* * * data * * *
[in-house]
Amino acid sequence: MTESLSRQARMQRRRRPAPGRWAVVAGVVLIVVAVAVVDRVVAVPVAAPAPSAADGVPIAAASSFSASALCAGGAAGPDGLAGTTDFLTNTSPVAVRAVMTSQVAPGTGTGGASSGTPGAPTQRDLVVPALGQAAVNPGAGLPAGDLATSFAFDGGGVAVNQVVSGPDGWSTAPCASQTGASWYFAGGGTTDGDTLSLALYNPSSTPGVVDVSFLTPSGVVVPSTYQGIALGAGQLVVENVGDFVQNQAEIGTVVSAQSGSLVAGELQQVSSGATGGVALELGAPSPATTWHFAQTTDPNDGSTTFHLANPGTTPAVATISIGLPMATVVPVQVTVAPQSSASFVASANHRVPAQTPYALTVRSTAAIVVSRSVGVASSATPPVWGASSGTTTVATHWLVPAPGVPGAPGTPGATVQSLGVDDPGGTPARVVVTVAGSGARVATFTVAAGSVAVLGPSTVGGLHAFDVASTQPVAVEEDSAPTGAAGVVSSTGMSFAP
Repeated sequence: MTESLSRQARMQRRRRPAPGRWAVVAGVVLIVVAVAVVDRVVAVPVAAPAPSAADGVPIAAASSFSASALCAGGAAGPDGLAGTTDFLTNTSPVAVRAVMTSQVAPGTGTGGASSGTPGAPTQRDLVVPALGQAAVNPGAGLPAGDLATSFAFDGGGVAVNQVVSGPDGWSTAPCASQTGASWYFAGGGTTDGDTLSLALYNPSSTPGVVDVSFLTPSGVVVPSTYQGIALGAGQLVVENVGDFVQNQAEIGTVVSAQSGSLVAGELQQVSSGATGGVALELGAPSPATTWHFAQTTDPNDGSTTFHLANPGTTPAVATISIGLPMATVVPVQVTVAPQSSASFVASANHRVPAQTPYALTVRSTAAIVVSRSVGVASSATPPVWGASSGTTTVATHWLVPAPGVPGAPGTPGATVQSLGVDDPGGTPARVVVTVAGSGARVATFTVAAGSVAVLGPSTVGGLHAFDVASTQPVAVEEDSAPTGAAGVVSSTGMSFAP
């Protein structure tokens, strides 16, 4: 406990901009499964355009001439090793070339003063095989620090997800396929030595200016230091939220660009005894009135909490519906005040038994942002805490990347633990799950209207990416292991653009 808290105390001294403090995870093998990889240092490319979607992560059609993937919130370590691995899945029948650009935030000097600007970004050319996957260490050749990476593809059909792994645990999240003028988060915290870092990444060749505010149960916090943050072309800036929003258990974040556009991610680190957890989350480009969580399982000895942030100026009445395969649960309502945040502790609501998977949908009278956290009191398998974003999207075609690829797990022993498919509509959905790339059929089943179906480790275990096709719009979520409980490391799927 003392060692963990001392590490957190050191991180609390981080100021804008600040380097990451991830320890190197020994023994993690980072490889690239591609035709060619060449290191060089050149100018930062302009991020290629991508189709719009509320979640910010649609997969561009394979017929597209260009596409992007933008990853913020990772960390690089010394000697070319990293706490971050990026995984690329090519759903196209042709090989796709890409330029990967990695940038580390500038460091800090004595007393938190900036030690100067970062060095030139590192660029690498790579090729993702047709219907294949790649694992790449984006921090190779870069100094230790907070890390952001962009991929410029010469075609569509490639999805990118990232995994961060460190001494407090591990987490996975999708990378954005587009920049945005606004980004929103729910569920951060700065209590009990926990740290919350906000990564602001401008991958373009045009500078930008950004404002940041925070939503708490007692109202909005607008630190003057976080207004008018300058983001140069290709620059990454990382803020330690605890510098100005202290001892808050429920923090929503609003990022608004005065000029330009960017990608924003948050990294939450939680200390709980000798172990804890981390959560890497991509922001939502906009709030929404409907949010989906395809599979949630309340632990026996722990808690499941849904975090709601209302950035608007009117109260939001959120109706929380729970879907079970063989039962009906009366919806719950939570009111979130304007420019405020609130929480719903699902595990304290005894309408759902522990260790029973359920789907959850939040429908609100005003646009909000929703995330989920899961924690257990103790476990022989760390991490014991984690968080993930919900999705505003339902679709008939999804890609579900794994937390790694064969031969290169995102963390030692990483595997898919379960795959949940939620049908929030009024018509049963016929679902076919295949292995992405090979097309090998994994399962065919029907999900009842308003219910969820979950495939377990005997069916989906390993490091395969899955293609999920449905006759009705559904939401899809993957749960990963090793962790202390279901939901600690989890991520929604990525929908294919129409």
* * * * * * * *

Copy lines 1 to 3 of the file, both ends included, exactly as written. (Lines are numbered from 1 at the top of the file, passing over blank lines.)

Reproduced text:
[in-house]
Amino acid sequence: MTESLSRQARMQRRRRPAPGRWAVVAGVVLIVVAVAVVDRVVAVPVAAPAPSAADGVPIAAASSFSASALCAGGAAGPDGLAGTTDFLTNTSPVAVRAVMTSQVAPGTGTGGASSGTPGAPTQRDLVVPALGQAAVNPGAGLPAGDLATSFAFDGGGVAVNQVVSGPDGWSTAPCASQTGASWYFAGGGTTDGDTLSLALYNPSSTPGVVDVSFLTPSGVVVPSTYQGIALGAGQLVVENVGDFVQNQAEIGTVVSAQSGSLVAGELQQVSSGATGGVALELGAPSPATTWHFAQTTDPNDGSTTFHLANPGTTPAVATISIGLPMATVVPVQVTVAPQSSASFVASANHRVPAQTPYALTVRSTAAIVVSRSVGVASSATPPVWGASSGTTTVATHWLVPAPGVPGAPGTPGATVQSLGVDDPGGTPARVVVTVAGSGARVATFTVAAGSVAVLGPSTVGGLHAFDVASTQPVAVEEDSAPTGAAGVVSSTGMSFAP
Repeated sequence: MTESLSRQARMQRRRRPAPGRWAVVAGVVLIVVAVAVVDRVVAVPVAAPAPSAADGVPIAAASSFSASALCAGGAAGPDGLAGTTDFLTNTSPVAVRAVMTSQVAPGTGTGGASSGTPGAPTQRDLVVPALGQAAVNPGAGLPAGDLATSFAFDGGGVAVNQVVSGPDGWSTAPCASQTGASWYFAGGGTTDGDTLSLALYNPSSTPGVVDVSFLTPSGVVVPSTYQGIALGAGQLVVENVGDFVQNQAEIGTVVSAQSGSLVAGELQQVSSGATGGVALELGAPSPATTWHFAQTTDPNDGSTTFHLANPGTTPAVATISIGLPMATVVPVQVTVAPQSSASFVASANHRVPAQTPYALTVRSTAAIVVSRSVGVASSATPPVWGASSGTTTVATHWLVPAPGVPGAPGTPGATVQSLGVDDPGGTPARVVVTVAGSGARVATFTVAAGSVAVLGPSTVGGLHAFDVASTQPVAVEEDSAPTGAAGVVSSTGMSFAP